Table of Contents Page 4
Page 5 Page 12 Page 20 Page 28 Page 35 Page 43 Page 45 What Businesses Are Made Of, Micah Rosenbloom Don’t Stand in the Way of Starting, Julia Pimsleur How to Navigate the Early Days Being CEO, Natasha Case Absorb the Stress and Uncertainty, Jonathan Eppers Minimize Uncertainty with Stable Routines, Marcela Sapone Lead With Vision, Katherine Power The Best and The Very Good, Adam Liebman Credits
“Everyone who has done something
big and ambitious heard all of those same voices. They just found a way of silencing them. Have the fear and do it anyways. It’s okay to be afraid. Don’t let it stop you from taking action.
Say goodbye to your limiting
beliefs by writing them down and recognizing their invalidity. Whether you’re writing ‘I’m not smart enough,’ or ‘I can’t raise capital,’ seeing the statements on paper diminishes their truth and encourages you to prove yourself wrong.
Don’t beat yourself up about
the things you don’t know. And, be patient as you learn. “Embrace what’s good about being younger and inexperienced. When you just go for it you may not realize all of the rules that you’re breaking. Use the naivety as an advantage.”
Make it a life value
that nobody, from your customers to your team members, feels left out. “I hate feeling like an outsider. I knew when I created my brand that I wanted it to be a place where no one is an outsider. In fact, you’re cooler by association. To me, that’s the way things should be.”
“If you’re lucky to be
around in 100 years no one is going to remember you or anyone here today. What they will remember, and be a part of, is the culture you create that drives the innovation engine of your company.”
Never sacrifice quality for speed.
“Don’t cut corners. It’s easy to do as a startup when you’re fighting against capital and competitors. It requires more work and creativity. We’re building for a sustainable future. Doing it right may take longer but that’s value.”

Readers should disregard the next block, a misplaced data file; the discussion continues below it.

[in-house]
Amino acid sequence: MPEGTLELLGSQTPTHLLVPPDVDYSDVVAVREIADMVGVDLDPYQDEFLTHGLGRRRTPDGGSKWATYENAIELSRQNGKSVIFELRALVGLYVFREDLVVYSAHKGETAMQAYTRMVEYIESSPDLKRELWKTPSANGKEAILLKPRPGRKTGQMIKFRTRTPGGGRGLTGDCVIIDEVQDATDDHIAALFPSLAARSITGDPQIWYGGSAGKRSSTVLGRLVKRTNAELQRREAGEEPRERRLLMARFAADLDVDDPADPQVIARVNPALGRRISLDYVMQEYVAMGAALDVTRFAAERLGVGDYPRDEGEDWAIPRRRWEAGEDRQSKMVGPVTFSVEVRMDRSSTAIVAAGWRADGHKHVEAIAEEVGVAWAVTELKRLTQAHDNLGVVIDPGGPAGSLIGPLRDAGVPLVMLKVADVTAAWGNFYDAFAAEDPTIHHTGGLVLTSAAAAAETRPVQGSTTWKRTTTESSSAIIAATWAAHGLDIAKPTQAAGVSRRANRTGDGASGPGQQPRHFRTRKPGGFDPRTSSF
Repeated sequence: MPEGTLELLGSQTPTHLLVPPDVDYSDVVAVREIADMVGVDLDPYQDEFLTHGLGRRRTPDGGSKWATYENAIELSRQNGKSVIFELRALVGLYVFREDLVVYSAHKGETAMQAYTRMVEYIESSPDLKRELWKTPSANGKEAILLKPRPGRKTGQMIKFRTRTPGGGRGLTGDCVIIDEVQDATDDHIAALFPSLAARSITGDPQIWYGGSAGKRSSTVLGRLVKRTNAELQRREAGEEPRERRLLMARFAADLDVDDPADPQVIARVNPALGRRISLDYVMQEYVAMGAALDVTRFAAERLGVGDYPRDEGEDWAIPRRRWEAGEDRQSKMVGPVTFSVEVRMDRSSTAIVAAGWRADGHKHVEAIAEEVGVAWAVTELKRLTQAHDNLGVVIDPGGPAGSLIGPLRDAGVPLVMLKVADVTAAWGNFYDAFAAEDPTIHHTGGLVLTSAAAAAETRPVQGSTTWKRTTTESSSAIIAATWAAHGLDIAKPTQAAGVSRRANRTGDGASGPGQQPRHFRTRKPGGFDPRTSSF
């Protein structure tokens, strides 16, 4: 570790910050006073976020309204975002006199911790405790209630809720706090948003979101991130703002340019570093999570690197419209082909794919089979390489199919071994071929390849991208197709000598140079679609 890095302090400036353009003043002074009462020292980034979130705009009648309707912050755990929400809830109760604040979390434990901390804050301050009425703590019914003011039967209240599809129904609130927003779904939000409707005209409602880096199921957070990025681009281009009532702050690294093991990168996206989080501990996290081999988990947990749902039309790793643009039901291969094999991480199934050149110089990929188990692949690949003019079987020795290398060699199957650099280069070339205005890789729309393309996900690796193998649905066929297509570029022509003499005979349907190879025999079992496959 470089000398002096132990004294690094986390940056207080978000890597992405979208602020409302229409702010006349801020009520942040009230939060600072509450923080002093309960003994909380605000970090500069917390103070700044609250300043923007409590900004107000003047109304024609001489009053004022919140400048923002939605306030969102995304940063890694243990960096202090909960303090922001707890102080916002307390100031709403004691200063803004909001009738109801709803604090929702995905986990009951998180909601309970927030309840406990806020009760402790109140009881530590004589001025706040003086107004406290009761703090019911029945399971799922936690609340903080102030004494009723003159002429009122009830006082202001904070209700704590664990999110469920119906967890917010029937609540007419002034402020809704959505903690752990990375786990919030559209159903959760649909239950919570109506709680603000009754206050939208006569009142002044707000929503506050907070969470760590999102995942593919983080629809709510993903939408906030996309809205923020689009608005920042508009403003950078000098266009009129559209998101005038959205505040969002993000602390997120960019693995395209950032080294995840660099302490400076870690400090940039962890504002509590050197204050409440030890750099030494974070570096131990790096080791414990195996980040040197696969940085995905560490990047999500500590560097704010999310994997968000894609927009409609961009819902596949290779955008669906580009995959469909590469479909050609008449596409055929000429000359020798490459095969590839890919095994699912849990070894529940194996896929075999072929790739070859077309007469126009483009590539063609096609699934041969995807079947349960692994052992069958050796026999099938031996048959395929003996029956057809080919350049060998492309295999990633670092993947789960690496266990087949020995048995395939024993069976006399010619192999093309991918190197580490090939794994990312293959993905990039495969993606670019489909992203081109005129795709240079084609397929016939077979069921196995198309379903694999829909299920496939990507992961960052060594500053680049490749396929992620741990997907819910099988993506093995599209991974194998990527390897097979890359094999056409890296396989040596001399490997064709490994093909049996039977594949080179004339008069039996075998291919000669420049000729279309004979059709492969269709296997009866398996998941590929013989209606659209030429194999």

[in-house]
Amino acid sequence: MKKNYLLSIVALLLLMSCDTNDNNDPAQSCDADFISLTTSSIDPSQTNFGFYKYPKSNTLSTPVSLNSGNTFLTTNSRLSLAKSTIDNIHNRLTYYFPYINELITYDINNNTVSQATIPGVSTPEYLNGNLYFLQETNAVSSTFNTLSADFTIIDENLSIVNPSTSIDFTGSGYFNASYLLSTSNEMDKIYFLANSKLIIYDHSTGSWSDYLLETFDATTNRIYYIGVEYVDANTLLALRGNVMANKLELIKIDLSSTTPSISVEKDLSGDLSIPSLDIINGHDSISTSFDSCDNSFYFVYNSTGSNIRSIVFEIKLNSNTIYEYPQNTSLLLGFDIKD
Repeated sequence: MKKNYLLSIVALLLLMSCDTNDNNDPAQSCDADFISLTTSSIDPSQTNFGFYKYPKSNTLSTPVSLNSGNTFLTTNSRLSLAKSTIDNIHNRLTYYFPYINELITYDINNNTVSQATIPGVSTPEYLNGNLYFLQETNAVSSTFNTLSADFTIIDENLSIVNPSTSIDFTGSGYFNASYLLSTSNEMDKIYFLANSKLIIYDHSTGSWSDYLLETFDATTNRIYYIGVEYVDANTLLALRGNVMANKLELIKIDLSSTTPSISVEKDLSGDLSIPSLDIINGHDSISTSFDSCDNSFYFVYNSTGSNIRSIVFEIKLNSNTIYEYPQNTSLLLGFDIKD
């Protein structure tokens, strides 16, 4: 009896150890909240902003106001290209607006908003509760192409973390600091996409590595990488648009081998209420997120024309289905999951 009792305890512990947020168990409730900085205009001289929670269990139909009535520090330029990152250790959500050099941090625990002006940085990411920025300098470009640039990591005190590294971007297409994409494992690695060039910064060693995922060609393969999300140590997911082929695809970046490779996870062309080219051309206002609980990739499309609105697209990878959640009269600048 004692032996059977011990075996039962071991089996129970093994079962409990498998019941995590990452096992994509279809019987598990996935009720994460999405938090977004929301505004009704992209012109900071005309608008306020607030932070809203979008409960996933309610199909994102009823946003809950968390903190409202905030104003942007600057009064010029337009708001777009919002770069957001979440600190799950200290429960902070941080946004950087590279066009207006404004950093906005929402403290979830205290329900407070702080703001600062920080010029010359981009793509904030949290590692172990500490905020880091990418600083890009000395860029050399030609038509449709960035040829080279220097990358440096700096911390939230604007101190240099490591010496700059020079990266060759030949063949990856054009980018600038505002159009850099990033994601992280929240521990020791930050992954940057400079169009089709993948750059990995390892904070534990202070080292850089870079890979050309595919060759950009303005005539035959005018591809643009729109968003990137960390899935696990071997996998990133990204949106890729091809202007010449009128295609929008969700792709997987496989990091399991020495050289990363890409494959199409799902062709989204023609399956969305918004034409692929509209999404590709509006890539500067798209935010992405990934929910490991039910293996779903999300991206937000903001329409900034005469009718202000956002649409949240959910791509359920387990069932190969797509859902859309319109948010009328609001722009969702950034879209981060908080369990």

“Someone once described to me
that working at a startup is like being a cocaine addict. You have really high highs and really low lows. You’re trying to shoot for somewhere in the middle.”
Regardless of how high you
get, you’ll always fear that something negative will happen. Build a core and diverse group of advisors who you can rely on at any time.
Always rise to the occasion
but don’t put too much pressure on yourself. “It’s a startup. You’re learning as you go. The key thing for successful startups is when you make a mistake you fix it, fast. Don’t sit and dwell on it. Admit when you’re wrong. Let the team know, ‘Hey I made a mistake. I shouldn’t have done that or invested there’ and course correct.”
Use a channel like Slack
to optimize constant communication, share updates, and default to transparency. “It’s a level of transparency where if you haven’t hit the goals you projected for yourself in the morning, people are asking for help and ideas on how they could have done it better. There’s no judgement for not hitting your goals. We are always improving together.”
Adopt a similar routine for
yourself by emulating captain’s logs. Spend your mornings identifying three personal goals for the day. To lead by example, share them with your co-founder and team. At the end of the day, document your progress, the challenges you faced, and what you learned.
Stimulate an electric culture where
your team is striving to be better athletes. “It’s a day by day battle where you show up and bring your best. It requires you to break a lot of things, make mistakes, and react to those things very quickly. You have to start with conviction because everything else will change. Give yourself permission to be the best.”
“We’re constantly asked: Did you
ever think that the company would be this big? Or, that you would be getting into this business and have these lines? The truth is: Yes, I did. I always wanted it to be a very big business. I knew exactly how we were going to get there and what we would do along the way.”
The only way to be
decisive in an industry that can literally change overnight is to silence the never ending mind chatter that accompanies being CEO. “You have to be mentally clear and in a present mind space to make a decision.”
“You have to have balance.
I know exactly how many hours of sleep I need to get. I have to work out for my mind. I have to eat certain foods. Everything is very scheduled and regimented to create a stable and consistent environment for myself.”
While scaling is often marked
by outward achievements, like fundraising and expansions, a company’s most critical evolution is the one experienced by the CEO.
As your company grows, work
on the parts of the business that you are best at. “I don’t live and die for fashion. I live for making money on fashion. When it comes to business I’m sort of missing that part of my brain that tells me that I should care about what other people think and be afraid of taking risks.”
“Everyone can start something, but
it takes a lot of effort to finish it. It’s easy to have an idea. What it comes down to is the execution. Only the best are able to push through. Most people quit in the middle. That’s where success comes from, in the most traditional sense. The pain is what separates people.”
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